Sahidan, who was born in Trinidad, can best be described as a pioneering business woman at a time when the role of most women was that of the submissive subservient housewife. This woman, mother of seven, three sons and four daughters, decided that working for other people was not in her family’s best interest or welfare.
She was married to Gooljar Baksh, an Indian immigrant youth who rebelled against his new land and surroundings away from his homeland, India. The uncertainty of her husband’s life goals in the rural district of Poole, did not deter her in any way as she was determined to look after herself and take care of her children. In the mid-thirties she moved to San Fernando and after being employed for sometime she decided to open her own small business. She rented a small space at the Corner of Corsby Lane and Coffee Street.
She had the foresight that many of her contemporaries lacked; either from being satisfied in their plight or happy in their present state. She launched her business to meet the growing needs of the city dwellers of San Fernando. The need for coal (she procured the best mora coals) and local provisions were in great demand. She capitalised on this promising situation and provided excellent service to her customers while making a comfortable and honest living. Her grand daughter who lived with her called her “Nani” and so Sahidan was known to all her customers as “Nani”.
Sahidan was a “no-nonsense” lady both in her business and in her personal life. She treated everyone with respect and she was accorded the same in response. Her relationship with some of the more affluent grocers was so good that during the war years (1939 to 1945) she was able to procure rationed food in enough quantities (above her quota) to supply her children. This love of family togetherness was as a result of direct influence of her father Peerally and her mother Kosemeea. With all of this ‘hustle and bustle’ she never forgot her religion. An attestation to this was that each year she would invite “Langra” Meah to her small apartment business place where he would read the whole Quran while she listened. Life for her was not a bowl of sugar as there were many bitter and sour moments. Sahidan represented a generation of women of her time which is a classic example of how she managed life in a new and sometimes cruel social environment. What she learned from her parents and her own desire to make this new land a better place, not so much for herself, but for her children and grand children, she was a great success. We who have had the privilege of knowing her have some how inherited some of these ideals. Being an astute personality, she quietly influenced her daughters into business and they too were successful.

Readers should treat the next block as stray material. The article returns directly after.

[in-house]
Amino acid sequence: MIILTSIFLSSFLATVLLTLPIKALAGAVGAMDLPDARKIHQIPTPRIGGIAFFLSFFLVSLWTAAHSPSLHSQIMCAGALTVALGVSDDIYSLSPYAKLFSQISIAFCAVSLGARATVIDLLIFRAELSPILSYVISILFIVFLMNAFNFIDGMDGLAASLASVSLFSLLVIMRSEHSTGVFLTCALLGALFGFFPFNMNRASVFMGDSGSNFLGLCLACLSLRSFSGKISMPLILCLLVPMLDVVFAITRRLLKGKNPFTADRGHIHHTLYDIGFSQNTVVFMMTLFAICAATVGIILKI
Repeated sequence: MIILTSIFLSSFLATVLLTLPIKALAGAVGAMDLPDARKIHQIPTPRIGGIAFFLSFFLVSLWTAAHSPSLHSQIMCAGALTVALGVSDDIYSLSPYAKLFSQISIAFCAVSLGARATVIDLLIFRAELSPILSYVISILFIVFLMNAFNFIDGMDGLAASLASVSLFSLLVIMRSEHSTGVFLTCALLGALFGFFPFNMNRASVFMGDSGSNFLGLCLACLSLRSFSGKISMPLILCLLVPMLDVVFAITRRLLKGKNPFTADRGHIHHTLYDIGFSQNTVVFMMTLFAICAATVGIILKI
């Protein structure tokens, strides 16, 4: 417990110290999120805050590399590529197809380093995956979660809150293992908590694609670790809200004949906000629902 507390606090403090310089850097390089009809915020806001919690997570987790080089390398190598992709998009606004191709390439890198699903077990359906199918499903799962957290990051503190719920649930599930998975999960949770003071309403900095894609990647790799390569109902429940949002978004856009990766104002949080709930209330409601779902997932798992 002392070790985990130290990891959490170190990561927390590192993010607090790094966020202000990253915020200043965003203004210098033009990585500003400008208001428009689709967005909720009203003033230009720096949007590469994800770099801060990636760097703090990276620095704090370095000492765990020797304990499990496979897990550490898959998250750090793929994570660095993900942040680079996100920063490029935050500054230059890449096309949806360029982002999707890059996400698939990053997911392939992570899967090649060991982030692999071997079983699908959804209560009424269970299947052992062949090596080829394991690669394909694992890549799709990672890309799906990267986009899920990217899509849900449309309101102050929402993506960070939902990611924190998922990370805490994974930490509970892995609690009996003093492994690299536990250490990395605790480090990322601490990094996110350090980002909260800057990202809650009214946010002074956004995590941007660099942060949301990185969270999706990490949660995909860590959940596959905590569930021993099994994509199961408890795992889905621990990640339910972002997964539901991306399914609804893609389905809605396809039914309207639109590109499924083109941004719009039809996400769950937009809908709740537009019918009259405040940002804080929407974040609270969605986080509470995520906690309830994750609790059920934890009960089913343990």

One of her daughters must have inherited some of her ingenuity as she became the pioneer and founder of what is today has become a thriving business not only in Trinidad and Tobago but in over three continents; that is the roti making business. Sahidan was not only a housewife and devoted mother but she also demonstrated entrepreneurial capabilities as her business grew and so did her assets. She was a good example of this country’s womanhood, their rights, equality and independence. She was, perhaps, a perfect follower of the Prophet’s wife Aisha (RA). Pictured below are three of Sahidan’s sons, the grandsons of Peerally, the label below the picture is incorrect.